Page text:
My First TEDx Experience – Part 2

On 11 August 2017, I took 1 day off from office, and attended TEDx UniversitasPrasetyaMulyaJakarta. This is my first TEDx Experience. There were 7 speakers from various background and profession, sharing the stage and talking about common theme: “Forward”.

This is the 2nd part of my experience attending TEDx event. The first part is available in this link: My First TEDx Experience.

David Soong (Instagram: @awie)

People know him as the owner of AXIOO Wedding Photography. What most people don’t know is that David Soong as serial entrepreneur. He co-founded Boga Makmur, the owner of several big multinational food chain like Bakerzin, Shaburi, PepperLunch, and many more.

The notion “Follow your passion” that David brought on the stage sounds cheesy. However, many people leave out the continuation of that sentence: “Follow your passion, and do it so damn well that people are willing to pay for it.” David said.

The restaurants are David’s first passion: Food. AXIOO Wedding Photography is David’s 2nd passion: Photography. And now, David is now working to realize his 3rd passion: Travel. “Sweet Escape , will be the AirBnB for travel photography.” He said. After his session, the words “Follow your passion” is not so cheesy after all, as long as you remember to “Do it so damn good that people are willing to pay for it.”

Fredrik Rasali, CFA (Instagram: @frederik_rasali)

To be honest, I would expect the talk from a CFA to be boring. However, Fredrik Rasali talks about money in the language of physics, which is my area of interest.

Frederik compared money like energy stored in a battery. “It can be put in a flashlight, or mobile phone. The energy stored in battery is only useful if it is spent”, the analogy shared by Frederik.

Another analogy is fried rice, pretty bad analogy considering that Frederik’s session was the last one before lunch time. While everyone thinks of rice and eggs as the ingredients of fried rice, Frederik went one step back. “The rice is there because of farmers spent their energies to grow paddy. Same with eggs. And also, there are those who produced the stove, wok, and many more.” So, the chef who cook fried rice trade money for the energy from the farmers, and manufactures.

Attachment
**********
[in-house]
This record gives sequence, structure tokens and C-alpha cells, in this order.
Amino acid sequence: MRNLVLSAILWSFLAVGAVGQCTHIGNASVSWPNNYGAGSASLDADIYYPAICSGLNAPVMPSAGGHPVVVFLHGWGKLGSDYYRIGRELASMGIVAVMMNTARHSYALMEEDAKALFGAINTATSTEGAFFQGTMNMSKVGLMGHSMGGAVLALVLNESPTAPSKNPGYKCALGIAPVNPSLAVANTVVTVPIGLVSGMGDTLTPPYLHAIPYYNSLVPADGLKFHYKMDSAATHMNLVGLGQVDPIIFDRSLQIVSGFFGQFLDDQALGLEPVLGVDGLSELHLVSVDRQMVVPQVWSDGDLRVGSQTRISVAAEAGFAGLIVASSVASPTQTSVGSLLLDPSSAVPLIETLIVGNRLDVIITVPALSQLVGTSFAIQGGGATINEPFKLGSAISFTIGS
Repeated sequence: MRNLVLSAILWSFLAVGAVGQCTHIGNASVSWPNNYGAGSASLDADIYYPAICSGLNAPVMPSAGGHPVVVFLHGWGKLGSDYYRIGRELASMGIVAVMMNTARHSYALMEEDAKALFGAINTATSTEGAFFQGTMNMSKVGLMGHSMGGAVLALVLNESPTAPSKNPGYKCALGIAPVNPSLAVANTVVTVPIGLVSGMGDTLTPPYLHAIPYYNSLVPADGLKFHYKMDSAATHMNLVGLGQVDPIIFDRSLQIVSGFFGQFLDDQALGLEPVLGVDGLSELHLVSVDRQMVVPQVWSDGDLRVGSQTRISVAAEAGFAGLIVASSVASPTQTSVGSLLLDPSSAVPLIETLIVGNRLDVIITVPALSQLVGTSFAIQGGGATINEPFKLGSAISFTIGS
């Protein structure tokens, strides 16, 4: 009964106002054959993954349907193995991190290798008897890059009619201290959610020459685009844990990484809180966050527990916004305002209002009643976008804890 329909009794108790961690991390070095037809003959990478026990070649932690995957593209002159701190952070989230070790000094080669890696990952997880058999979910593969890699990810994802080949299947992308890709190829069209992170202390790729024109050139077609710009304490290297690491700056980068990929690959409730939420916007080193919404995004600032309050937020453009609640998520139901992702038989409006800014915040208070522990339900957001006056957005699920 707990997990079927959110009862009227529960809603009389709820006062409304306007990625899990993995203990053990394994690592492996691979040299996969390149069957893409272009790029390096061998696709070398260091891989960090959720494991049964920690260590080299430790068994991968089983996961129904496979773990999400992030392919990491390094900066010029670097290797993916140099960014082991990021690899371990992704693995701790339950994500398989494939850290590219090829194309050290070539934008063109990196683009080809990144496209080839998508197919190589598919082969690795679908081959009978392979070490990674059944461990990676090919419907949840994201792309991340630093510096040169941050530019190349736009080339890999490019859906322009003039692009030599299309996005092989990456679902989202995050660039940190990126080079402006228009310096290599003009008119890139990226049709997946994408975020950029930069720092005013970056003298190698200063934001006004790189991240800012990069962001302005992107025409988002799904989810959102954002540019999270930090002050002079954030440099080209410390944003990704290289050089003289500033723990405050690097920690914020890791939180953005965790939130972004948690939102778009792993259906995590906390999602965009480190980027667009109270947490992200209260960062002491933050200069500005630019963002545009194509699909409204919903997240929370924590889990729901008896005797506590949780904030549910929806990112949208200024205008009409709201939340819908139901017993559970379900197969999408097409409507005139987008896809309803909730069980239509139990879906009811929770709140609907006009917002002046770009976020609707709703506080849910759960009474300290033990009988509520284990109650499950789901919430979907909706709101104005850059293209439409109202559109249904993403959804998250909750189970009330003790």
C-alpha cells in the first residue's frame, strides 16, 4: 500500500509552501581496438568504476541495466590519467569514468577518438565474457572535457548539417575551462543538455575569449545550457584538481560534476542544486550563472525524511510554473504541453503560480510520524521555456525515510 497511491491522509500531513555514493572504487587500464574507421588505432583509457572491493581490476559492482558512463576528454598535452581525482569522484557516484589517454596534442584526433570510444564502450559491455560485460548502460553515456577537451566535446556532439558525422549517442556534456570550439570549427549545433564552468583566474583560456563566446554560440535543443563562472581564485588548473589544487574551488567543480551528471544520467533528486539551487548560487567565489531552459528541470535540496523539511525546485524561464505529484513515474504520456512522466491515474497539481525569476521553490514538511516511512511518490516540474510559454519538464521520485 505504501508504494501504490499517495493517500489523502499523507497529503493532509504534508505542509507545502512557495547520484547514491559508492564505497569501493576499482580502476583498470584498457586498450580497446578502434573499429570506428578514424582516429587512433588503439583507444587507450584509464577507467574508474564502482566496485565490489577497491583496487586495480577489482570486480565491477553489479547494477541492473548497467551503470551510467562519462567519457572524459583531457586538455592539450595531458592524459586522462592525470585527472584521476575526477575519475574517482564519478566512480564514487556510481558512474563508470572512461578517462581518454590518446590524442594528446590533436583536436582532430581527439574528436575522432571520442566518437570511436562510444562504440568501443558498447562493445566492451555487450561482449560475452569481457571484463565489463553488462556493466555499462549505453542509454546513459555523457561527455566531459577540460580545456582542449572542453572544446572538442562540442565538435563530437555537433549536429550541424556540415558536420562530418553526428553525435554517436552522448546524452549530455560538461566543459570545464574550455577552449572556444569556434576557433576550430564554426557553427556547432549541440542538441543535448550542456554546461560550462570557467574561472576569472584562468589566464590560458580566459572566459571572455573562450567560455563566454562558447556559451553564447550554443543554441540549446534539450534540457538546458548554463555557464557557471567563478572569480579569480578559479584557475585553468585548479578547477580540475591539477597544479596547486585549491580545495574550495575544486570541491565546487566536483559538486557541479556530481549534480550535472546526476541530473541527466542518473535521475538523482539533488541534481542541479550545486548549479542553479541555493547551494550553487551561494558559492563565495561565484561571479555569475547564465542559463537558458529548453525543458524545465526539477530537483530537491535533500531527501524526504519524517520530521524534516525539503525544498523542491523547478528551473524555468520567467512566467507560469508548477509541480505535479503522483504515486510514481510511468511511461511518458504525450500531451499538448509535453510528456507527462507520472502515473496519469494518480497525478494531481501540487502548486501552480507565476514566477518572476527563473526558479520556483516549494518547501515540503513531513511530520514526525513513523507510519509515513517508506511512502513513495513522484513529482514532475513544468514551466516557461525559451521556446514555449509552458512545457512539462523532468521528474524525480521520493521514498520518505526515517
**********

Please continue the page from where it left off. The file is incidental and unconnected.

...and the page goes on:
What does Frederik tried to convey here? Well, people buy battery not for collection, but to be used to power devices. So does money. “It is a tool, not the end goals. Money is only useful when you spend it”, said Frederik. And his statement also implied a message for us: “Don’t work so hard for money. Work for enough money to achieve your goal.”

Here is a question by Frederik Asali for us to ponder: “If you are stranded on a island, which one you choose to have? Money or food?”

Ditto and Ayudia (Instagram: @dittopercussion & @ayudiac)

Ditto and Ayudia is husband and wife, who has known and befriend each other since they are at junior high school. They wrote their love story in the book “Teman Tapi Menikah”, which also has been produced as cinema film. However, their talks about love was deeper than love between men and women, or husband and wife.

“When I was about to marry Ayudia, I was thinking to switch career as pilot. Imagine flying around the world, and better income compared to being a musician. And also being surrounded by pretty stewardess.” Ditto jokingly said, which earned a lovely punch from Ayudia.

Ayudia then pick up, “But I asked him, are you sure? Is it really what you love and want to do?” The reason she asked the question is, “Because, if you don’t love what you are doing, it will reflect in your family, when you come home, and when you are with your family.”

I have a personal experience on this matter, which I would like to share. In 2012, I was faced with decision to take a new job that I want, with brighter future, or staying in the job that I feel stagnant and didn’t want to do, but allowed me to have more time with my then-4-months son. I had a discussion with my wife Grace, and she pretty much said similar thing. I decided to take the new job, and 5 years later, I never regretted it.

Rian Ernest (Instagram: @rianernest)

As the Aide to Governor of DKI Jakarta, Basuki Tjahaja Purnama, Rian witness first hand on how religion was played in politics during the Governor Election, creating polarization that the people of Jakarta and Indonesia still feel until today.

But, why Rian Ernest, a successful lawyer in Baker McKenzie law firm, decided to leave his career to become public service employee with less money to earn?

Taking analogy of someone who cut the queue in front of you, he explained his reason. “When someone cut your queue, you have 2 options. First, you can post a long complaint in social media. Or second, politely explain to those who cut your queue that people are queuing. Which one will bring changes?”

Rian asked all of us in Prasetya Mulya’s auditorium to act against corruption, instead of complaining in Social Media. How? By getting into the system. He leave his career to join the system because he believes that the current government is trying hard to eliminate corruption. And he is lending his hand for the change.

But government changes. What if in the next election, the new government take a different stance against corruption? “I have experience in private sector. I believe with that experience, I can move out of the system, open my own practice, or join another law firm, while waiting for the wind of change to blow into the right direction.”